Among other things, Catch-22 is a general critique of bureaucratic operation and reasoning. Resulting from its specific use in the book, the phrase “Catch-22” is common idiomatic usage meaning “a no-win situation” or “a double bind” of any type. Within the book, “Catch-22” is a military rule, the self-contradictory circular logic that, for example, prevents anyone from avoiding combat missions. In Heller’s own words:

     “There was only one catch and that was Catch-22, which specified that a concern for one’s safety in the face of dangers that were real and immediate was the process of a rational mind. Orr was crazy and could be grounded. All he had to do was ask; and as soon as he did, he would no longer be crazy and would have to fly more missions. Orr would be crazy to fly more missions and sane if he didn’t, but if he were sane he had to fly them. If he flew them he was crazy and didn’t have to; but if he didn’t want to he was sane and had to. Yossarian was moved very deeply by the absolute simplicity of this clause of Catch-22 and let out a respectful whistle.” (Chapter 5, page 46)

     Other forms of “Catch-22” are invoked throughout the novel to justify various bureaucratic actions. At one point, victims of harassment by military police quote the MPs’ explanation of one of “Catch-22’s provisions”: “Catch-22 states that agents enforcing Catch-22 need not prove that Catch-22 actually contains whatever provision the accused violator is accused of violating.” Another character explains: “Catch-22 says they have a right to do anything we can’t stop them from doing.” The theme of a bureaucracy marginalizing the individual in an absurd way is similar to the world of Kafka’s The Trial, and George Orwell’s Nineteen Eighty-Four. The concept of “doublethink” has definite echoes in Heller’s work.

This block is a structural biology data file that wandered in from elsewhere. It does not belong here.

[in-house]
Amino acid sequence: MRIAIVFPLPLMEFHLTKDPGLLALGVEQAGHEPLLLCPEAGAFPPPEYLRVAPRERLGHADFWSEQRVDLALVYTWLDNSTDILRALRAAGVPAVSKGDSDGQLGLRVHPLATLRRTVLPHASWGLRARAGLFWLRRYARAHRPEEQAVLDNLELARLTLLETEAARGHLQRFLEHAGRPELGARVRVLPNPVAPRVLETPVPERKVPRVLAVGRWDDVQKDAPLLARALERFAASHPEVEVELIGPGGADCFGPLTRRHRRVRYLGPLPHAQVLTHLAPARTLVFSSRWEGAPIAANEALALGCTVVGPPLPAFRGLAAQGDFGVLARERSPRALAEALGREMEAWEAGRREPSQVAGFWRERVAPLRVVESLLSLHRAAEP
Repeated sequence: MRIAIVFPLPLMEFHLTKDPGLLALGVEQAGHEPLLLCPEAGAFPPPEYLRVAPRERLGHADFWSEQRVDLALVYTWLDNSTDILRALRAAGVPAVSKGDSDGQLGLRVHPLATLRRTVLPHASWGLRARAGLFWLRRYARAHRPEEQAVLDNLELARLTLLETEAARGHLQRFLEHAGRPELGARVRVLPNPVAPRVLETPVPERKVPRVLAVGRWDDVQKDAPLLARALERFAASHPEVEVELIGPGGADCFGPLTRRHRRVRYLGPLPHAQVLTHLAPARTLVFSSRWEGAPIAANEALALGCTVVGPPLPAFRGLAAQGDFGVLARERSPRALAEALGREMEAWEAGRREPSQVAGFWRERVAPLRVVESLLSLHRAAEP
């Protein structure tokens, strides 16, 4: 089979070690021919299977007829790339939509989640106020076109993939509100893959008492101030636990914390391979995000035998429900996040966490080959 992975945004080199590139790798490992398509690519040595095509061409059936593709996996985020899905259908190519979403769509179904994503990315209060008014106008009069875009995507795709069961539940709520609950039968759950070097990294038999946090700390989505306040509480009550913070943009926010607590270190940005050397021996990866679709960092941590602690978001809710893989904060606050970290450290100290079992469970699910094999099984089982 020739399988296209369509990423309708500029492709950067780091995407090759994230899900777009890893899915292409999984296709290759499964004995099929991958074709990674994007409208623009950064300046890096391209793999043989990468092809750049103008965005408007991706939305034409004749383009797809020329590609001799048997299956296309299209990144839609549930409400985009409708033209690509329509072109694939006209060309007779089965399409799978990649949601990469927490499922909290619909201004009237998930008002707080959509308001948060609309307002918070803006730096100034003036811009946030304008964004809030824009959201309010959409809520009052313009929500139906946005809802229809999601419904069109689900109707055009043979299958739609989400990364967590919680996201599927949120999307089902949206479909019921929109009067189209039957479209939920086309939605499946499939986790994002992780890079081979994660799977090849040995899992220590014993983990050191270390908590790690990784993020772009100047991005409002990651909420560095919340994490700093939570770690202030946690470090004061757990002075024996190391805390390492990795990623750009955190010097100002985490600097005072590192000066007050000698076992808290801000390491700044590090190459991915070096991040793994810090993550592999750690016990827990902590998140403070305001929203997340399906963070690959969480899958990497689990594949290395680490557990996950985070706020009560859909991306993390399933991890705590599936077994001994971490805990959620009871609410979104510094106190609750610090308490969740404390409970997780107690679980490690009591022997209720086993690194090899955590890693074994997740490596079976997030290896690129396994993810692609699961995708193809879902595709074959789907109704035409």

In 1998, some critics raised the possibility that Heller’s book had questionable similarities to Louis Falstein’s 1950 novel, Face of a Hero. However, Falstein himself never raised the issue between Catch-22′s publication and his death in 1995, and Heller claimed never to have been aware of the obscure novel. Instead, Heller stated that the novel had been influenced by Céline, Waugh and Nabokov. Many of the similarities have been stated to be attributable to the two authors’ similar experiences; both served in the U.S. Air Force on bombing crews in Italy in World War II. Their general themes and styles are quite different.

     I found the novel to be a pure delight to read. While it was a little disorienting getting accustom to the format, I likened the layout to the conversation with a new friend who is describing a situation and has to backtrack to fill in the support information. Often, I found myself chuckling out loud or shaking my head after reading a passage, completely taken in by the responses to the absurd situations that the characters found themselves in. I felt great sympathy for the ones caught up in the bureaucracy of superiors who were only concerned with elevating their own careers at the expense of those under them. It happens way too often, but unlike the civilian world, it can cost a Soldier his life in the military realm.

     The motif of bureaucratic absurdity is further explored in 1994’s Closing Time, Heller’s sequel to Catch-22. This darker, slower-paced, apocalyptic novel explores the pre- and post-war lives of some of the major characters in Catch-22, with particular emphasis on the relationship between Yossarian and tailgunner Sammy Singer. It may be one that I have to add to the list.